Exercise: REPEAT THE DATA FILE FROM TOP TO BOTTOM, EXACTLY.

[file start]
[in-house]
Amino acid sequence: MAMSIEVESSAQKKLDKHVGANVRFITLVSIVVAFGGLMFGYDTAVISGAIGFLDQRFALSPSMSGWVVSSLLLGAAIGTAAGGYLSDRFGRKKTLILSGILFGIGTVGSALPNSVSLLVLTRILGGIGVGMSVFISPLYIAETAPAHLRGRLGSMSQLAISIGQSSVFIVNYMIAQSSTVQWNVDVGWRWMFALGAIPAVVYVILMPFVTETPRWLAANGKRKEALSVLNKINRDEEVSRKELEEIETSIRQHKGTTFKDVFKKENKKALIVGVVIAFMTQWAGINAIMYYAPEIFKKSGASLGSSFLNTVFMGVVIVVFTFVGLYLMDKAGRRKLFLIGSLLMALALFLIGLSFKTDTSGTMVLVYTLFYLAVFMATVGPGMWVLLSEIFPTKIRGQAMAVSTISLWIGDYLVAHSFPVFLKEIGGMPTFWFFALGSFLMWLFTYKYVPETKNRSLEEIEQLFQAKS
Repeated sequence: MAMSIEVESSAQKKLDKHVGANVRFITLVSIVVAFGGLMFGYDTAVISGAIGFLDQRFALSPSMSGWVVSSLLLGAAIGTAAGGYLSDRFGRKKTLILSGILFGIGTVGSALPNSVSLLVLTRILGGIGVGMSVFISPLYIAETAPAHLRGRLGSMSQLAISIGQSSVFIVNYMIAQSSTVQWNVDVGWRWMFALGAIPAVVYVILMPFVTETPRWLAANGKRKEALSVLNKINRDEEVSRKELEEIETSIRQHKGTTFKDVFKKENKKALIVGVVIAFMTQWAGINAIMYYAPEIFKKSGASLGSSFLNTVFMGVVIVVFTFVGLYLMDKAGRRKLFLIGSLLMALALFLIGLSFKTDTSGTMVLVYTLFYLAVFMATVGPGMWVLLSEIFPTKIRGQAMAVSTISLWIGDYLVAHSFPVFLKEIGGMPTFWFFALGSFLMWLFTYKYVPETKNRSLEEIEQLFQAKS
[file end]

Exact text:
[in-house]
Amino acid sequence: MAMSIEVESSAQKKLDKHVGANVRFITLVSIVVAFGGLMFGYDTAVISGAIGFLDQRFALSPSMSGWVVSSLLLGAAIGTAAGGYLSDRFGRKKTLILSGILFGIGTVGSALPNSVSLLVLTRILGGIGVGMSVFISPLYIAETAPAHLRGRLGSMSQLAISIGQSSVFIVNYMIAQSSTVQWNVDVGWRWMFALGAIPAVVYVILMPFVTETPRWLAANGKRKEALSVLNKINRDEEVSRKELEEIETSIRQHKGTTFKDVFKKENKKALIVGVVIAFMTQWAGINAIMYYAPEIFKKSGASLGSSFLNTVFMGVVIVVFTFVGLYLMDKAGRRKLFLIGSLLMALALFLIGLSFKTDTSGTMVLVYTLFYLAVFMATVGPGMWVLLSEIFPTKIRGQAMAVSTISLWIGDYLVAHSFPVFLKEIGGMPTFWFFALGSFLMWLFTYKYVPETKNRSLEEIEQLFQAKS
Repeated sequence: MAMSIEVESSAQKKLDKHVGANVRFITLVSIVVAFGGLMFGYDTAVISGAIGFLDQRFALSPSMSGWVVSSLLLGAAIGTAAGGYLSDRFGRKKTLILSGILFGIGTVGSALPNSVSLLVLTRILGGIGVGMSVFISPLYIAETAPAHLRGRLGSMSQLAISIGQSSVFIVNYMIAQSSTVQWNVDVGWRWMFALGAIPAVVYVILMPFVTETPRWLAANGKRKEALSVLNKINRDEEVSRKELEEIETSIRQHKGTTFKDVFKKENKKALIVGVVIAFMTQWAGINAIMYYAPEIFKKSGASLGSSFLNTVFMGVVIVVFTFVGLYLMDKAGRRKLFLIGSLLMALALFLIGLSFKTDTSGTMVLVYTLFYLAVFMATVGPGMWVLLSEIFPTKIRGQAMAVSTISLWIGDYLVAHSFPVFLKEIGGMPTFWFFALGSFLMWLFTYKYVPETKNRSLEEIEQLFQAKS